If you read our blog on the smaller Goal Zero power stations, you know a little bit about Goal Zero as a whole. However, if you don’t will give you a quick rundown on the brand.
Goal Zero has a deep rooted history in the humanitarian space. Passion for adventure, respect for the planet, and in helping those in need are what inspire the company. Their mission, “To empower people with a safe, connected, and sustainable future by delivering accessible energy resilience solutions at home and away.”
Goal Zero has brought power to villages and orphanages for the first time, donated millions of dollars worth of product after natural disasters all across the globe, and has created complete home integration kits for backup power in case of emergencies. Their larger power stations are able to support living/traveling off the grid when paired with their high wattage solar panels that can easily be linked together for maximum output.
Large and In Charge Goal Zero Power Stations
Though the Yeti 3000X weighs nearly 70 pounds, this power station is still quite portable and more convenient compared to most gas generators that produce the same power output. Included in the box is a roll cart which really helps with moving the Yeti 3000X from place to place. However, if you are using it in fairly rough terrain, be careful as the clearance of the cart to the ground isn’t much. The Yeti 3000X can be used in as many capacities as the smaller stations and then some…a lot of some actually.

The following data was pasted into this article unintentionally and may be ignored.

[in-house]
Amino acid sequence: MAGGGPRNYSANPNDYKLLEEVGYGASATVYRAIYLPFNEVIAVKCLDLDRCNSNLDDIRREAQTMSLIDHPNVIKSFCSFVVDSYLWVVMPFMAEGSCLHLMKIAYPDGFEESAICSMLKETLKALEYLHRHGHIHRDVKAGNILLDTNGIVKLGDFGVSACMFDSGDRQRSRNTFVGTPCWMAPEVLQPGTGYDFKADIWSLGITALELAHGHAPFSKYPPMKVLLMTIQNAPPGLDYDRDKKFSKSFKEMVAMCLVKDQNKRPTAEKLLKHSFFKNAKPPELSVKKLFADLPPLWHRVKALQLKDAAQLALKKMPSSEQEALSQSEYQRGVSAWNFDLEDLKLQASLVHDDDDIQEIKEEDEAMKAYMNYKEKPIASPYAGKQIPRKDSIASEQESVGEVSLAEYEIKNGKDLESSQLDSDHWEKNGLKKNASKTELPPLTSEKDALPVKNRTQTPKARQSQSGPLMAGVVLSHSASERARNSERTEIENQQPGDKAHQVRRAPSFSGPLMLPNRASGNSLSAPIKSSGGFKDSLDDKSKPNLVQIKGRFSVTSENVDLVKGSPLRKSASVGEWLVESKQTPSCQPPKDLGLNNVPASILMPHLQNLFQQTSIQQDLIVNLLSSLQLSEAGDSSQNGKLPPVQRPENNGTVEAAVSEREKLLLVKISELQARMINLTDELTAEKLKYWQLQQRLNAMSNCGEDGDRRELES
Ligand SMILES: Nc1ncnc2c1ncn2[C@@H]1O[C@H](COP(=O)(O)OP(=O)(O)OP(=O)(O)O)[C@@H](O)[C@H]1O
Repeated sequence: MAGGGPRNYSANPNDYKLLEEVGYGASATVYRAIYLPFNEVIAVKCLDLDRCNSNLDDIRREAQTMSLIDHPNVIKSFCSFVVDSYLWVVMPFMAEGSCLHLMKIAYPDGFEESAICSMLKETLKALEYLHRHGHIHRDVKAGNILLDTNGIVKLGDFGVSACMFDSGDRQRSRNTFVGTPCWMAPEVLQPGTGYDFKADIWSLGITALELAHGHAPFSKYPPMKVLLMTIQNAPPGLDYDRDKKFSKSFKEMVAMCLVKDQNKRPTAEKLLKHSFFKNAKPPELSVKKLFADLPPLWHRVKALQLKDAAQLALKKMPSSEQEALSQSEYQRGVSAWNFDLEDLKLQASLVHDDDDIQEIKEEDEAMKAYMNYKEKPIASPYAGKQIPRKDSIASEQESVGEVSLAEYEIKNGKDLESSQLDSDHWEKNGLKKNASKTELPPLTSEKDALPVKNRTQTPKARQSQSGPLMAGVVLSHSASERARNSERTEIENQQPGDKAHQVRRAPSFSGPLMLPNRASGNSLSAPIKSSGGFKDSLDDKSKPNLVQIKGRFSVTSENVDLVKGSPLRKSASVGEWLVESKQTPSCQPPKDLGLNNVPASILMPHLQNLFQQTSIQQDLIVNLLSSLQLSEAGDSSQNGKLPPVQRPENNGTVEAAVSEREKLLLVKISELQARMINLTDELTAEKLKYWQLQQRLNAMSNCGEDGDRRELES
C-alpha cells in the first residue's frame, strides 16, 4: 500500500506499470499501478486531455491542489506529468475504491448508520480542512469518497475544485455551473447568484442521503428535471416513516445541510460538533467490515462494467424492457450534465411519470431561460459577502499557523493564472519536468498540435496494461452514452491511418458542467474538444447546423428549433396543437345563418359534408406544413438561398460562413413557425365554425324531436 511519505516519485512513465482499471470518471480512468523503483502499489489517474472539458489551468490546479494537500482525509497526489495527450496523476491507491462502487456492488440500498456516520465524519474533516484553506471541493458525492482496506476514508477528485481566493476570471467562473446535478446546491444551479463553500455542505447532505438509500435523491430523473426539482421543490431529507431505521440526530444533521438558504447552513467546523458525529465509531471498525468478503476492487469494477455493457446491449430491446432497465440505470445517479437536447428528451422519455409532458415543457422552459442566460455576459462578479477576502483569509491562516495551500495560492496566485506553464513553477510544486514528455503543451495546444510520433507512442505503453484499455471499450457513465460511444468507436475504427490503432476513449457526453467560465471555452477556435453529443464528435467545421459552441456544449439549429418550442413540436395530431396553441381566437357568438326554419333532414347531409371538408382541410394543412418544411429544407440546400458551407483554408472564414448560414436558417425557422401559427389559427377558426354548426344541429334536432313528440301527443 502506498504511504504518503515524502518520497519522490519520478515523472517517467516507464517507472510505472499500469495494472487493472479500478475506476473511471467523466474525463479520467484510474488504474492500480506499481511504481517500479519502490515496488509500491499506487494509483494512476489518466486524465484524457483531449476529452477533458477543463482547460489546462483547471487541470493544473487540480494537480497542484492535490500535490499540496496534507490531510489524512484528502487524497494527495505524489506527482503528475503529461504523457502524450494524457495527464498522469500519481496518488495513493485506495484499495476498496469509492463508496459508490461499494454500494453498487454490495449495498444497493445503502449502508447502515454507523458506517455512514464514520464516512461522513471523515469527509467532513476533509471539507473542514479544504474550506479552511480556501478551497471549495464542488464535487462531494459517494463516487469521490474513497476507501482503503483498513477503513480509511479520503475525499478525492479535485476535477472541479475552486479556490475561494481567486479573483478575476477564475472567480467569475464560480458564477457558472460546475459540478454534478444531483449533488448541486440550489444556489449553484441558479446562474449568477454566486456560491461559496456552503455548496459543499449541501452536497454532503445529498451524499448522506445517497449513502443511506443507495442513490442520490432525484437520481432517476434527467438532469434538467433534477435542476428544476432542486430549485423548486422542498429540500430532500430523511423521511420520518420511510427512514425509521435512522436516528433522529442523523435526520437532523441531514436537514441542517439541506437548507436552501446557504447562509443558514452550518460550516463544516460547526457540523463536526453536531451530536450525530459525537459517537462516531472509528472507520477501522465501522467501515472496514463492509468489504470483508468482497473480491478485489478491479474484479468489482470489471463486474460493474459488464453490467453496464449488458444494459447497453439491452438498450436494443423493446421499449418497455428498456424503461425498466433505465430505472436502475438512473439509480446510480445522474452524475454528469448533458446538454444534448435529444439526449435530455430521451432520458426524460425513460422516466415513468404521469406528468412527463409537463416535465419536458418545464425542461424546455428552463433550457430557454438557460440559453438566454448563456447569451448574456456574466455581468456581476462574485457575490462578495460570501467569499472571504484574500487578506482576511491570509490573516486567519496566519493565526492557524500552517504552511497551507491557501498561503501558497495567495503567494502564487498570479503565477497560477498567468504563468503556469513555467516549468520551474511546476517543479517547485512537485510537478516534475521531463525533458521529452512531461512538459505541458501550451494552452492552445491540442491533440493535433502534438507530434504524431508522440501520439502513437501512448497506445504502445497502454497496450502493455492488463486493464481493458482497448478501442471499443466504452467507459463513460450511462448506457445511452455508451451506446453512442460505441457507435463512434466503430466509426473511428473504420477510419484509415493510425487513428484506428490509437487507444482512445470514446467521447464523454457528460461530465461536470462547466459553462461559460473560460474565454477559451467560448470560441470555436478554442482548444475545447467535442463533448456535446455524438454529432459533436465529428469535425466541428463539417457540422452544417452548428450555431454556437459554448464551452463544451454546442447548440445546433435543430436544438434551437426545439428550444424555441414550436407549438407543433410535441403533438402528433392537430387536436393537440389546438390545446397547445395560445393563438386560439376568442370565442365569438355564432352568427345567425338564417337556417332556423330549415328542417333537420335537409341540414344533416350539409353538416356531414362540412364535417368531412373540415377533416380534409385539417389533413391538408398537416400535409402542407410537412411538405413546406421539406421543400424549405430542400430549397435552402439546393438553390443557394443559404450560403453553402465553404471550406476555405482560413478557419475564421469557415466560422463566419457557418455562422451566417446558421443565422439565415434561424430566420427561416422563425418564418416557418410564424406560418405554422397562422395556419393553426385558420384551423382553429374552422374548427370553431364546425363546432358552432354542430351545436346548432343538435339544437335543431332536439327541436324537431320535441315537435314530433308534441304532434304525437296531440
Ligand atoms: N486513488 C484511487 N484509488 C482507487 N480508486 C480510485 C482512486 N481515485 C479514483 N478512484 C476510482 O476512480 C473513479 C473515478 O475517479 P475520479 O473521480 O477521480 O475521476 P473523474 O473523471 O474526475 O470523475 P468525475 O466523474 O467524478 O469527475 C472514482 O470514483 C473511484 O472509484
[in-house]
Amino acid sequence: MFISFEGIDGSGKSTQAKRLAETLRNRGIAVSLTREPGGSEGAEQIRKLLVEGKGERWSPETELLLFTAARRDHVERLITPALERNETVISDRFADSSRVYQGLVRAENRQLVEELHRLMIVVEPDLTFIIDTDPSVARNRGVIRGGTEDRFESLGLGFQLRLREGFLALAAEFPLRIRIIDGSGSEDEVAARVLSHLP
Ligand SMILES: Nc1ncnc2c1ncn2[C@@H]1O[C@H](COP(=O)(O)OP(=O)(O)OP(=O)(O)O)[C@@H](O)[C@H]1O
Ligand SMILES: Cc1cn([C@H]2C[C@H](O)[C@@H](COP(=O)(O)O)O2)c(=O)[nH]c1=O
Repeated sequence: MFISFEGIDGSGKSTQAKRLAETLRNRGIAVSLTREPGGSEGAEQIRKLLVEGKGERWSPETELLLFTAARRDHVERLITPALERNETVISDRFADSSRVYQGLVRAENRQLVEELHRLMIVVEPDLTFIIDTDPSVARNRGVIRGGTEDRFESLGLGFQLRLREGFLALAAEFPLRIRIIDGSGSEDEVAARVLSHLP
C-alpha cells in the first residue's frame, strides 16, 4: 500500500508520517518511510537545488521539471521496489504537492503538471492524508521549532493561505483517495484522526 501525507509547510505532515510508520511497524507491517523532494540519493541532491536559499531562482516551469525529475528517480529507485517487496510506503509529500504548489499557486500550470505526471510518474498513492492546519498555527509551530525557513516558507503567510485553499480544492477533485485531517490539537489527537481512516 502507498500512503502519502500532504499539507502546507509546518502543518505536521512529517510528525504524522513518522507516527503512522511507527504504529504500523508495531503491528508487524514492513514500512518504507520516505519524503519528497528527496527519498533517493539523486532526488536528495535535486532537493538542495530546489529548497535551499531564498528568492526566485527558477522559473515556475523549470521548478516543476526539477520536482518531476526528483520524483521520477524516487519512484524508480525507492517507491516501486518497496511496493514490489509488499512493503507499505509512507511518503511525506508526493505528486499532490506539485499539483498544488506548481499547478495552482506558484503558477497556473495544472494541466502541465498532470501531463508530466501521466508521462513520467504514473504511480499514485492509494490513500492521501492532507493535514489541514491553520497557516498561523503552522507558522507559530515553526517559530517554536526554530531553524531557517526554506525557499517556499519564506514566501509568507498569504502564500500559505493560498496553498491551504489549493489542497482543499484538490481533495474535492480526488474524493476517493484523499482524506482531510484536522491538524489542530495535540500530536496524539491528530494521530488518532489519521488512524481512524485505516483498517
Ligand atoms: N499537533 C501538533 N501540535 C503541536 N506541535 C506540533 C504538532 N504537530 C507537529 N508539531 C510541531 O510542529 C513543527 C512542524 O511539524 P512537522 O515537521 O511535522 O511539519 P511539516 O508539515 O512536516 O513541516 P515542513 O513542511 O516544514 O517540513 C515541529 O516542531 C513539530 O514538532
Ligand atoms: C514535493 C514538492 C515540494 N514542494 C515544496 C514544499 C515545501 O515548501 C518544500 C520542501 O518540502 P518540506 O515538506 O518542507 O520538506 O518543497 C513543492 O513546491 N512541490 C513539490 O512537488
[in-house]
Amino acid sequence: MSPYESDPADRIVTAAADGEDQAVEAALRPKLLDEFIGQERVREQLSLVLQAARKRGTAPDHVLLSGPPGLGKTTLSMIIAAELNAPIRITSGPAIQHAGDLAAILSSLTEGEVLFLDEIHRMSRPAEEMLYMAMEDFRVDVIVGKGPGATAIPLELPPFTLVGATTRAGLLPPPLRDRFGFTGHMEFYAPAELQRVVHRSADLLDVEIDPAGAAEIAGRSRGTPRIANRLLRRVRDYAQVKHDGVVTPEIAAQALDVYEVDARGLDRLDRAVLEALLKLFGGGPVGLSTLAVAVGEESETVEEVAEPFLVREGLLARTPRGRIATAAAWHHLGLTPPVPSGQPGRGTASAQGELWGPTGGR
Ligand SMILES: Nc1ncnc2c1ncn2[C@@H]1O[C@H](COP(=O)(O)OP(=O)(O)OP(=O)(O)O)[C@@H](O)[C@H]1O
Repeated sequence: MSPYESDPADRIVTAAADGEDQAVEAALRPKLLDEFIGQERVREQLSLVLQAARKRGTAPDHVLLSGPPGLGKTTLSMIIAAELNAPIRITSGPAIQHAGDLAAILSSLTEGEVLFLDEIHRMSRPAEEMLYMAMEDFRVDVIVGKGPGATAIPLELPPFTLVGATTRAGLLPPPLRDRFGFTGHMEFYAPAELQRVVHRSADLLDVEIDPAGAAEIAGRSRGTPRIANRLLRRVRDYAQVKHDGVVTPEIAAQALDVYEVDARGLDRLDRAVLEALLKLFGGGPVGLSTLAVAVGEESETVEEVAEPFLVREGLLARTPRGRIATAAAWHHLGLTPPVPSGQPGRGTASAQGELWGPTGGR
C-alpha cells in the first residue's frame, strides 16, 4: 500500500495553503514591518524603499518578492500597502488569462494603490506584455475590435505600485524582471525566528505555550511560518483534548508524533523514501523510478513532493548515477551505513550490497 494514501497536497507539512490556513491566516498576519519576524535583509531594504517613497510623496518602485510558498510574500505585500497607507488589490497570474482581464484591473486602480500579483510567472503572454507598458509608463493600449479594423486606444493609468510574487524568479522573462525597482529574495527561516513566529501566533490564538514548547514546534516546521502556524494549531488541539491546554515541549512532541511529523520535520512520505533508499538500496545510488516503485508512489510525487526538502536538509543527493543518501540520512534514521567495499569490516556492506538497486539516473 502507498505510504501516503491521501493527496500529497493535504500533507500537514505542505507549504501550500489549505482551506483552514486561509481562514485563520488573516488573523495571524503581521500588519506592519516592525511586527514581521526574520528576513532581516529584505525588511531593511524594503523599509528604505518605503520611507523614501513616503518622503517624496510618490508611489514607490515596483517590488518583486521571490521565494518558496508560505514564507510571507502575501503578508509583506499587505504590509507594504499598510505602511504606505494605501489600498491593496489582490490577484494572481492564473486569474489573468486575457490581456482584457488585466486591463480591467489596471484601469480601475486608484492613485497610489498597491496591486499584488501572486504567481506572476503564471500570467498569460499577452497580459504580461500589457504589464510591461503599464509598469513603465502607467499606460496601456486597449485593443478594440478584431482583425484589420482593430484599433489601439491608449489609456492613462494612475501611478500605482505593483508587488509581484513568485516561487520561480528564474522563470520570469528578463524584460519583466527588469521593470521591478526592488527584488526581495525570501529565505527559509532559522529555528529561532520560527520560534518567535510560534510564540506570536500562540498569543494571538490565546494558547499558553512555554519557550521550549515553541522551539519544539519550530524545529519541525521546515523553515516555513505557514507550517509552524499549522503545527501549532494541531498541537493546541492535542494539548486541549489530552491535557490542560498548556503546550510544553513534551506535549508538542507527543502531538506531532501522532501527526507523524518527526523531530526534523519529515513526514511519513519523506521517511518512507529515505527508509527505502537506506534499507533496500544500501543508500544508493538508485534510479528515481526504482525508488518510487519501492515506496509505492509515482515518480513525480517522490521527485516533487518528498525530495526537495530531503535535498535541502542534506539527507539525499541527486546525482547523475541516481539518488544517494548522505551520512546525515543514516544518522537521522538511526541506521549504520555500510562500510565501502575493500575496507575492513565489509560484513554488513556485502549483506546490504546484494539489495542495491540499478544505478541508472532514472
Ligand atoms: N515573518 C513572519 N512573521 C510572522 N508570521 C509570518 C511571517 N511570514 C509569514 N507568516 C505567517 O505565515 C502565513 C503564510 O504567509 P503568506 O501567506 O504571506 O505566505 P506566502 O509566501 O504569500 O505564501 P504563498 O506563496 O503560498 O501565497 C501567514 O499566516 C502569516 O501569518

This power station can provide enough power to get you through glamping expeditions or fully integrate it to your home for back up power. Enjoy all the amenities from home when living on the road whether that’s for a weekend, a week, or long-term living.
What Can the Yeti Power?
Smart Phone(12Wh): 253 recharges
Tablet(30Wh): 101 recharges
Laptop(50Wh): 61 recharges
POV Camera(5Wh): 607 recharges
DSLR Camera(18Wh): 169 recharges
Head Lamp(5Wh): 607 recharges
Light-a-Life 350(4.5W): 674 hours
Light Bulb(11W): 276 hours
TV (42″ LED)(100W): 31 hours
CPAP(65W): 47 hours
Pellet Grill(60W): 51 hours
Microwave(1000W): 3 hours
Portable Fridge(25W): 122 hours
WiFi Router(25W): 122 hours
Mini Fridge(35W): 87 hours
Full Size Refrigerator(71W): 43 hours
Charging Your Goal Zero Yeti 3000X
There are three different ways to charge the Yeti 3000X. Via the sun with larger solar panels such as the Boulder 200 Briefcase and the Ranger 300 Briefcase, from your standard wall outlet with the included 230W AC power supply, and with the Yeti Lithium 12V Car Charging Cable. *DISCLAIMER: DO NOT attempt to charge your Yeti from a 12V source using any other cable, doing so may cause damage to the unit.*
Because the Yeti 3000X can produce so much power, the charging times can be significantly longer if charging at lower wattage. With a max input of 600W, pairing this power stations with multiple solar panels or upgrading to the 600W AC power supply will charge it much more efficiently. Especially, if you are depending on it as your main source of power for living (like I currently am). Which brings us to the highest output solar panel Goal Zero offers, the Ranger 300 Briefcase.